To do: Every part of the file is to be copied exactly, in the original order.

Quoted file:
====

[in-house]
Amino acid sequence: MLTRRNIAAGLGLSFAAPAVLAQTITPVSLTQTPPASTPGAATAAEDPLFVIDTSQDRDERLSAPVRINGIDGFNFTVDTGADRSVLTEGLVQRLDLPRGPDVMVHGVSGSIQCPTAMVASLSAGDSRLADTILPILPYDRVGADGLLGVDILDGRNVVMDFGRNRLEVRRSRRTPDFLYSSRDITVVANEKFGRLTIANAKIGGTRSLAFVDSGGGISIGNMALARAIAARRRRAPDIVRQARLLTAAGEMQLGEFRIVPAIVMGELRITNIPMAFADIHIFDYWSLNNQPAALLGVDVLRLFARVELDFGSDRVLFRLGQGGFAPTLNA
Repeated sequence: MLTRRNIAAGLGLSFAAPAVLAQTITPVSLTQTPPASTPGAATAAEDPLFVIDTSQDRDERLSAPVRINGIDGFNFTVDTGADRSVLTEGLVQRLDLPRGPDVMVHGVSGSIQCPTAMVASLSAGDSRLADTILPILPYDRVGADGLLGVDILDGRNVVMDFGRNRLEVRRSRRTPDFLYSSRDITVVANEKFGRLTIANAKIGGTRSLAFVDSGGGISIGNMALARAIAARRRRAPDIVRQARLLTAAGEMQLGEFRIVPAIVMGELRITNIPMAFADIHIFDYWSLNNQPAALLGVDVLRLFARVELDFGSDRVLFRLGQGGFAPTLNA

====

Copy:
[in-house]
Amino acid sequence: MLTRRNIAAGLGLSFAAPAVLAQTITPVSLTQTPPASTPGAATAAEDPLFVIDTSQDRDERLSAPVRINGIDGFNFTVDTGADRSVLTEGLVQRLDLPRGPDVMVHGVSGSIQCPTAMVASLSAGDSRLADTILPILPYDRVGADGLLGVDILDGRNVVMDFGRNRLEVRRSRRTPDFLYSSRDITVVANEKFGRLTIANAKIGGTRSLAFVDSGGGISIGNMALARAIAARRRRAPDIVRQARLLTAAGEMQLGEFRIVPAIVMGELRITNIPMAFADIHIFDYWSLNNQPAALLGVDVLRLFARVELDFGSDRVLFRLGQGGFAPTLNA
Repeated sequence: MLTRRNIAAGLGLSFAAPAVLAQTITPVSLTQTPPASTPGAATAAEDPLFVIDTSQDRDERLSAPVRINGIDGFNFTVDTGADRSVLTEGLVQRLDLPRGPDVMVHGVSGSIQCPTAMVASLSAGDSRLADTILPILPYDRVGADGLLGVDILDGRNVVMDFGRNRLEVRRSRRTPDFLYSSRDITVVANEKFGRLTIANAKIGGTRSLAFVDSGGGISIGNMALARAIAARRRRAPDIVRQARLLTAAGEMQLGEFRIVPAIVMGELRITNIPMAFADIHIFDYWSLNNQPAALLGVDVLRLFARVELDFGSDRVLFRLGQGGFAPTLNA